The Life of a Ground Nesting Bird

Ground nesting birds are unusual in the forest because they have evolved to nest on the ground instead of in trees or shrubs (hey, everybody needs a niche). In the Adirondacks, the most prolific forest ground nesters are the ovenbird, hermit thrush, black-and-white warbler, and dark-eyed junco. There are also a few other species that will occasionally nest on the ground, but these are the main ones.

Building a nest on the ground exposes the eggs and young to a large set of potential nest predators, and as consequence, the nests need to be extremely well disguised or hidden. A large component of the study that I am currently working on involves measuring the reproductive success of these birds, and I can tell you that the success rate of ground nests is depressingly low. For example, ovenbirds can have up to three broods in a season, and it is not uncommon for all of them to be predated! Interestingly, there is evidence to show that the more experienced a bird is (2nd or 3rd year etc.) the less likely the nest is to be predated. Perhaps because the female learns to construct a better nest that is more well hidden.

There is a surprisingly wide array of animals that will eat the eggs or even live young from a ground nest. In the Adirondacks, we have observed raccoons, red squirrels, chipmunks, martens, and even white tailed deer predating nests. As you can see, the odds are really stacked against these birds! Amazingly however, many ground nesters do successfully rear their young, something that is extremely rewarding to see.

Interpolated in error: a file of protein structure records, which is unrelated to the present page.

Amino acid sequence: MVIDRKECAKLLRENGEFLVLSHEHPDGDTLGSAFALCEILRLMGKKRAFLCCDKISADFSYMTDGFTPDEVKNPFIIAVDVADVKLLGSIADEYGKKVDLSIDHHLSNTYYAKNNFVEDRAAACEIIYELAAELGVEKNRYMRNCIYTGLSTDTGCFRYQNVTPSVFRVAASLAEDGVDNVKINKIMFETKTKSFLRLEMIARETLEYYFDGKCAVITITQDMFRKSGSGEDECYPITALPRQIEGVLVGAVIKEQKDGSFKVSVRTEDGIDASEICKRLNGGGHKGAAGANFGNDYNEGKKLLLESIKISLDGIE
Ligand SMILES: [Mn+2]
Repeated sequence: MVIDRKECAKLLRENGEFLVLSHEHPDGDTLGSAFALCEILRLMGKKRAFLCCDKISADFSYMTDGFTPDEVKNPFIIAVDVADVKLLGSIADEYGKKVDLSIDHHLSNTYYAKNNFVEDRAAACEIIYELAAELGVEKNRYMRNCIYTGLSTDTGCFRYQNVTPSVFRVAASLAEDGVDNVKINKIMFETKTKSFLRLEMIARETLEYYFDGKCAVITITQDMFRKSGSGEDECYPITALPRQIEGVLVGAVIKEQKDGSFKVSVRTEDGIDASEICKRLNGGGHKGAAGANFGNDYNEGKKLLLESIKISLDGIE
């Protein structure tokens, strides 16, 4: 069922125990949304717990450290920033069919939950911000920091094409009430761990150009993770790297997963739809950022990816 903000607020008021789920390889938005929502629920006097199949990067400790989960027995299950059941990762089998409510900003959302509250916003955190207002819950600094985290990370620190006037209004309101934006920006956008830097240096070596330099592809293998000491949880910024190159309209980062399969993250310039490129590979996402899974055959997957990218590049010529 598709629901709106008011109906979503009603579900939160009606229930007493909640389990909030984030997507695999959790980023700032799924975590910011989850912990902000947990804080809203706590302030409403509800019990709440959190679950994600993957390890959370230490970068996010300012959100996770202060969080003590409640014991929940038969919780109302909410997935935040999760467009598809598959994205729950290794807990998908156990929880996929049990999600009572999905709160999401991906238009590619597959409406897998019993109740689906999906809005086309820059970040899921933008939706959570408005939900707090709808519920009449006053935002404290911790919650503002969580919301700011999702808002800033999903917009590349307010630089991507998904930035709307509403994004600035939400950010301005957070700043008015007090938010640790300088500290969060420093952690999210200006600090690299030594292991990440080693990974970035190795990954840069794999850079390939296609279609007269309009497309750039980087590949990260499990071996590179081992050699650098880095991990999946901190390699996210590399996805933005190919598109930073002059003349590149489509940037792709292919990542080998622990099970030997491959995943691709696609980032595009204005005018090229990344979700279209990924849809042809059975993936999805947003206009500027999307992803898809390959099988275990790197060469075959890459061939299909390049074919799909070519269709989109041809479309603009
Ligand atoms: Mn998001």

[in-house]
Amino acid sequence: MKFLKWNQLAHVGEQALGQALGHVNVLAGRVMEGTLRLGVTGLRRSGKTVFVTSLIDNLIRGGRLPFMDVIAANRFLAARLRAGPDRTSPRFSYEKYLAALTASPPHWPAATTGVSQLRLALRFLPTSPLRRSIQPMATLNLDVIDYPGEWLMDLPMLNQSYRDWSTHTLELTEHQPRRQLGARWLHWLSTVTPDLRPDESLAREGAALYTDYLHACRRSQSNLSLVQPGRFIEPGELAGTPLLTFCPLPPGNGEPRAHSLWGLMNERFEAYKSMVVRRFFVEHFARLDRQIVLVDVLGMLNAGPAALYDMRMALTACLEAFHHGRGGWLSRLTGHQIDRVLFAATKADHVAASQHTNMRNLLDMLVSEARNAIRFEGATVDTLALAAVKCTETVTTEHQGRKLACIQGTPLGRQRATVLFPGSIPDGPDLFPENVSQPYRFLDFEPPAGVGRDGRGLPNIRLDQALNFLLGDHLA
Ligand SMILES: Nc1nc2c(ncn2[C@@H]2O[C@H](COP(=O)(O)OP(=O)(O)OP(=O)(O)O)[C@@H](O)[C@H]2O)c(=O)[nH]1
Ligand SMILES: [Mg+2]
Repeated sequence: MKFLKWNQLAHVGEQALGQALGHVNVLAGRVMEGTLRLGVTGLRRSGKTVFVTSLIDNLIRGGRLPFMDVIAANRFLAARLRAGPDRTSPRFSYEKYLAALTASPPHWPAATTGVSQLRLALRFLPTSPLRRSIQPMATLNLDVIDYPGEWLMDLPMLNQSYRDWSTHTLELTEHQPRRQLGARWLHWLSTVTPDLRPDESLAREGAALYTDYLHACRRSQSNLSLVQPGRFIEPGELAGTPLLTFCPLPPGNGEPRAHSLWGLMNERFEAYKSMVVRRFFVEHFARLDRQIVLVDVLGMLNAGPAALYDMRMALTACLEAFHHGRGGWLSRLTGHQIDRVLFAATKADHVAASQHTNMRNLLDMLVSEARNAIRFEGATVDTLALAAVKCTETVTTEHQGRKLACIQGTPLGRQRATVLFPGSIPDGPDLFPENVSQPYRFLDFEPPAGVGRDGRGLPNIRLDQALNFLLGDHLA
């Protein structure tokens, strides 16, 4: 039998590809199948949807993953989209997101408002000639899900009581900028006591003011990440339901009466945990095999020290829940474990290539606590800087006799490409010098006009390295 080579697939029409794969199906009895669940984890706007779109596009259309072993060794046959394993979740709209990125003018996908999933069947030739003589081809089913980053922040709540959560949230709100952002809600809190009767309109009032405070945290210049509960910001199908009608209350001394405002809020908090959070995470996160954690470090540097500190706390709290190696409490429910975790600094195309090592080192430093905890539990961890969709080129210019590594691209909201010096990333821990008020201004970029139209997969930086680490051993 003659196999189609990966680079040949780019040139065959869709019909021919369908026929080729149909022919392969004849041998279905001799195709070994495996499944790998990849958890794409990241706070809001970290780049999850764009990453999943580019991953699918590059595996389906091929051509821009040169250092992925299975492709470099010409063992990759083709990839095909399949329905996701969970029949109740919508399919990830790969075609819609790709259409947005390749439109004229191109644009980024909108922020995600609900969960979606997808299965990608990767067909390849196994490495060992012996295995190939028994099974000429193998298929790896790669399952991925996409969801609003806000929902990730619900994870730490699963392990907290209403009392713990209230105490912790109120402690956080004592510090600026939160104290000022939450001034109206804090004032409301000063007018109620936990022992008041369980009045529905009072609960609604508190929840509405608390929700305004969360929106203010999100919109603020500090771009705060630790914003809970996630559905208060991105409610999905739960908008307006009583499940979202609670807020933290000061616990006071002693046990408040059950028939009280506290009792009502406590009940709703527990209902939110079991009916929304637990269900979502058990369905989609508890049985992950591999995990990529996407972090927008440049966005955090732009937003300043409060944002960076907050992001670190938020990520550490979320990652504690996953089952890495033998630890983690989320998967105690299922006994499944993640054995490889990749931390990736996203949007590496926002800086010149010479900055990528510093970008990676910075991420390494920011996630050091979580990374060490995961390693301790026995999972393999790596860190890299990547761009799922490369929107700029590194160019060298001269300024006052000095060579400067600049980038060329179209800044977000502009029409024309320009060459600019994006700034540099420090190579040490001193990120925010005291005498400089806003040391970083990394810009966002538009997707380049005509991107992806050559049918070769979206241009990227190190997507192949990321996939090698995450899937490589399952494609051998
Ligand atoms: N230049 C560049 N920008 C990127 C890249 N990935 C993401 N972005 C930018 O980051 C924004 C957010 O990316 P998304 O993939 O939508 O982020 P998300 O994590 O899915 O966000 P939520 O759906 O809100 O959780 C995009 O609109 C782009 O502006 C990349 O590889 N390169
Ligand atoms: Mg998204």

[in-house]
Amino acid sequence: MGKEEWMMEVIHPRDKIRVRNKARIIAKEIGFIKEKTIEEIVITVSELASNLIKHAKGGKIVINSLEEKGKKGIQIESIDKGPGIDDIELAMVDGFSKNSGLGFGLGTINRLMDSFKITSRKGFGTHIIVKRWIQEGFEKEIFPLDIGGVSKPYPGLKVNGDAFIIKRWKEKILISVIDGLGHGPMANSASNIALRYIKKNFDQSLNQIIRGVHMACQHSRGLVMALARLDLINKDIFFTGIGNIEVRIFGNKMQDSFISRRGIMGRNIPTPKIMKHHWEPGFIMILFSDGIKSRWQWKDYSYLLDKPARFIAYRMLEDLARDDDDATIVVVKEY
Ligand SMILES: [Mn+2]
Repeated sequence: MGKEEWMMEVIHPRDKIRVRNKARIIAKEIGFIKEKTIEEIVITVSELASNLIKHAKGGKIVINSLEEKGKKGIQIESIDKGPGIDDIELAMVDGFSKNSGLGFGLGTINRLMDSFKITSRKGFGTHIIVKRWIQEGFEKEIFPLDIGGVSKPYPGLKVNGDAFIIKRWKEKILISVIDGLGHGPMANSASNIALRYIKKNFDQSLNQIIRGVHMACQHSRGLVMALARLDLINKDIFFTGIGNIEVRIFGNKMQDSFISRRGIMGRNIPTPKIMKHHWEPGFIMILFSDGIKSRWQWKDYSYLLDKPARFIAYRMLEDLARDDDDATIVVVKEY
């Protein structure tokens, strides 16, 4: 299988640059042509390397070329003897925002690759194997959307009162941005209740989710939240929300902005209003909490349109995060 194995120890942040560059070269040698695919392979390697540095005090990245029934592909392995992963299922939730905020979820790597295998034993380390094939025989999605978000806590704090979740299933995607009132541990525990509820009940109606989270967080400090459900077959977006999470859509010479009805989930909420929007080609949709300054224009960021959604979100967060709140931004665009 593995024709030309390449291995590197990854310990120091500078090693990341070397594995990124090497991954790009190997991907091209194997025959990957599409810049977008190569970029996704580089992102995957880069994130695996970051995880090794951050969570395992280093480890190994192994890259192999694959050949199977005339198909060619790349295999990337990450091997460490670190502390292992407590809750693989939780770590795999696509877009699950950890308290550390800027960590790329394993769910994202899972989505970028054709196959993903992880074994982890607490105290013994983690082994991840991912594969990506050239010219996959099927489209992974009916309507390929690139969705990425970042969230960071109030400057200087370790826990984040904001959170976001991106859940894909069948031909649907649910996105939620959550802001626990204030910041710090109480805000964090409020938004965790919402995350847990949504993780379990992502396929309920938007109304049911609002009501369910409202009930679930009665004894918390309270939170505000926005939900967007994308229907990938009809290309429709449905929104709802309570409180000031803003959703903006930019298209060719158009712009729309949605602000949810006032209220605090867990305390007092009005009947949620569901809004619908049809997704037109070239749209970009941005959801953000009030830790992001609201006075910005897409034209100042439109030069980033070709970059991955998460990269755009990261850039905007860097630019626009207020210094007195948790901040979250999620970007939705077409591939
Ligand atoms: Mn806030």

Below are some of the birds and their nests that we have come across this season….

This is the ovenbird, which is actually a warbler. The ovenbird got its name because the nest it builds supposedly resembles an old-fashioned outdoor oven. The call of the ovenbird is very distinct, and if you have walked through the forest you have almost certainly heard its loud “tea-cher tea-cher tea-cher” call emanating from the understory.

Ovenbird

Ovenbird © John Wojcikiewicz

Here is an ovenbird nest I found with 4 speckled eggs. Note how the nest is constructed with a protective dome of twigs and leaves. This makes the nest virtually impossible to see!

Ovenbird Nest

Ovenbird nest with eggs © John Wojcikiewicz

We went back to check the nest 7 days later and the eggs had hatched! Here you can see two of the nestlings being as still as possible in the hopes that I might not eat them…

Ovenbird Hatchlings

Ovenbird nest with hatchlings © John Wojcikiewicz

Below is a hermit thrush nest. While hermit thrushes also nest on the ground, they do not build a protective structure over the nest and instead rely on natural features such as club moss or a tuft of grass for cover. The hermit thrush is closely related to the robin, as the blue eggs indicate.

Hermit Thrush Nest

Hermit Thrush Nest With Eggs © John Wojcikiewicz

Sadly, this female wasn’t as lucky as the ovenbird, and the nest was predated only a few days after we found it. It is unusual for a nest predator to leave the egg shells in the nest like this, and we are not totally sure who the culprit is in this case.

Hermit Thrush Nest

© John Wojcikiewicz

The female will almost certainly re-nest, and will hopefully choose a better location this time!

Finally, we have the dark-eyed junco. This is a common bird around feeders and houses, but few people realize that it is also a ground nester. However, unlike ovenbirds and thrushes, juncos generally do not build their nests in the middle of the forest floor. Instead they usually hide their nests in dense clumps of vegetation, often on a slope or around a rocky outcrop.

Dark-eyed Junco

Dark-eyed Junco © John Wojcikiewicz

Here is a junco nest that we found along the side of a road.

Dark-eyed Junco Nest

Dark-eyed Junco Nest © John Wojcikiewicz

When we returned a few days later, the young were in the middle of hatching! You can see two freshly hatched nestlings and two remaining eggs. Lets hope mom built her nest in a safe place!

IMG_0597

Dark-eyed Junco Nest with hatchlings © John Wojcikiewicz

All photos by John Wojcikiewicz

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